Ana Suarez Oral History, 2021/12/01


Title (Dublin Core)

Ana Suarez Oral History, 2021/12/01

Description (Dublin Core)

I interviewed a student that attends St. Mary’s University and is a work study in the Law School. I wanted to get her voice out and get an idea of what her perspective was on this ongoing pandemic. Hearing her and speak about where she was when the pandemic struck really reminded me that we all faced the same problems and that no one knew what the outcome was going to be. As a student in college, I’m sure that it was just as hard to know that schools would be shutting down and having no clue as to what the next step would be. Going back home and attending class virtue was hard especially if some did not have the resources for online fees, or laptops, etc. Hearing from Ana, and knowing that she struggled financially while in quarantine and making ends meet really makes us think that everyone had it hard. But in the long run she was able to go back to school and received the vaccination and made sure she followed all the policies that were in effect at the University. At least make it feel like some things were back to normal.

Recording Date (Dublin Core)

Creator (Dublin Core)

Contributor (Dublin Core)

Type (Dublin Core)

Oral History

Link (Bibliographic Ontology)


Controlled Vocabulary (Dublin Core)

Curator's Tags (Omeka Classic)

Contributor's Tags (a true folksonomy) (Friend of a Friend)

Collection (Dublin Core)

Curatorial Notes (Dublin Core)

Date Submitted (Dublin Core)


Date Modified (Dublin Core)


Interviewer (Bibliographic Ontology)

Aurora Torres

Interviewee (Bibliographic Ontology)

Ana Suarez

Location (Omeka Classic)

San Antonio
United States of America

Format (Dublin Core)


Language (Dublin Core)


Duration (Omeka Classic)


abstract (Bibliographic Ontology)

Aurora Torres interviews Ana Suarez about the impact that COVID-19 had on her personally. Ana discusses how her family struggled financially during the pandemic, and she shares her thoughts on how St. Mary’s University handled the pandemic with their policies.

Transcription (Omeka Classic)

Aurora Torres 00:00
Hello, good evening. Today is November 30, 2021. It is 3:25 p.m. My name is Aurora Torres, and I will be interviewing the work study at the Raba building in St. Mary's. Hello Anna, can you please state your full name?

Ana Suarez 00:13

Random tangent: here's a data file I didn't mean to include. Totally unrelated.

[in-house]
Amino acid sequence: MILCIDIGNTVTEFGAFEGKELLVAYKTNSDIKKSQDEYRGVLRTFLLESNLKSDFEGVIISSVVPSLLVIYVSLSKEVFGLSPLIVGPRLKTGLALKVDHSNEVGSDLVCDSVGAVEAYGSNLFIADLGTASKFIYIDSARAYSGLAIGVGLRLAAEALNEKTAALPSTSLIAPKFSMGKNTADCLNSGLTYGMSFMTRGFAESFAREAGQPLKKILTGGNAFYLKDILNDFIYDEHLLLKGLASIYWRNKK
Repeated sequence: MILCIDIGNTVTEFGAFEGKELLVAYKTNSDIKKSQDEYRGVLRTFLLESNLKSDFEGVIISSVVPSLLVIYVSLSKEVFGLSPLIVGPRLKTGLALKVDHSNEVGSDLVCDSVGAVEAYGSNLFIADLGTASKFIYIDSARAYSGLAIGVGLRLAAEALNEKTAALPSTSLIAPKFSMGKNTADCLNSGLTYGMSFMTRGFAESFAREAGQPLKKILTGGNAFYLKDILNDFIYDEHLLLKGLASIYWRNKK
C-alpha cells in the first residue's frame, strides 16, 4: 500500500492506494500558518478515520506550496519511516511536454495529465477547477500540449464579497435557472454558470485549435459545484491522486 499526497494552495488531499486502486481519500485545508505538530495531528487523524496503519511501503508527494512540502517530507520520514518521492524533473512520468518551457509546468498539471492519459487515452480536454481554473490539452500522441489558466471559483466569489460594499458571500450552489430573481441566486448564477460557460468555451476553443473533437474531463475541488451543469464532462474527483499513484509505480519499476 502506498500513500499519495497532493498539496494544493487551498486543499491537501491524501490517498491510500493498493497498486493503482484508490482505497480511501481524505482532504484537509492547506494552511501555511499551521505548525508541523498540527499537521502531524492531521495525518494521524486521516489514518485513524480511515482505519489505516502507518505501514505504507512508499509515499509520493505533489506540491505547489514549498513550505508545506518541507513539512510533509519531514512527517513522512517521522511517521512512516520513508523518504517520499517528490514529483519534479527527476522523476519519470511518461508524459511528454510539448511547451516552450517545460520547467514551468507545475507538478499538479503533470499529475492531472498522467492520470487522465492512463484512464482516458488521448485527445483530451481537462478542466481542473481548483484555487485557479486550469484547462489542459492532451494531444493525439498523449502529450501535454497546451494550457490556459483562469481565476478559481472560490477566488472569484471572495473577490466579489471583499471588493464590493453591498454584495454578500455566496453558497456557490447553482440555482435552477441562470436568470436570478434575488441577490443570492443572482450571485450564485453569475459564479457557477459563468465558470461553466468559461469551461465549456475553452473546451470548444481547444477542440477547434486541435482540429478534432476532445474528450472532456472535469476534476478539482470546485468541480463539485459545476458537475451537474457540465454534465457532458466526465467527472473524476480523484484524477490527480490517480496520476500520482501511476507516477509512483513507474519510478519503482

My name is Ana Suarez.

Aurora Torres 00:16
Hi Ana, tell me a little something about yourself. What is your major? Do you like working in the Raba building as a work study?

Ana Suarez 00:23
Well, I am a third year senior in undergrad in St. Mary's. My major is English communications. I am part of the pre law program. I do love working at the Raba building as the work study because it has given me the opportunity to do a lot of networking with the law professors. As I stated before, I am interested in going to law school, which is why I'm part of the pre law program. It has helped me gain experience in the work field as well. It has helped me just gain access and see a little bit of what the real world is like in getting a job.

Aurora Torres 01:01
So, Ana tell me how long have you been working as a work study?

Ana Suarez 01:06
I've been a work study at the Raba building for three years already.

Aurora Torres 01:09
Three years. So, maybe about a year ago the pandemic happened. Where were you when that happened, and how did it affect you?

Ana Suarez 01:19
Well, I was here on campus when the pandemic struck. I remember the first semester, the fall, it was ending. And we were here discussing how I was coming out in the news and how we just thought it was, you know, going to hit the United States. But of course, flash forward it did. We went on spring break and then well spring break, technically never ended because we went online and whatnot. But then the fall, which fall 2021, St. Mary's decided to bring students back to campus, and I was here; I was working remotely and in person at the Raba building as well with classes.

Aurora Torres 02:02
Okay, so going back a little bit. Um, you're saying that, you know, you had to go online. Did you have to go back home, and how did that work for you? Did you like doing online better or in class?

Ana Suarez 02:16
The second semester that it was forced to go online, because there were so much, the virus was spreading very fast. It was very hard for me to go online because it was my first year in college. So getting the grasp of, of how college works, and how every professor has a different system. In person, it was hard. And managing a whole new system within two weeks of going online was very hard as well. I personally did not like it. I am so happy that we are back. Not because I didn't like being at home, but because I just did not learn. I felt I,t it wasn't the, the best way for me to learn and my classmates as well. It was very hard. The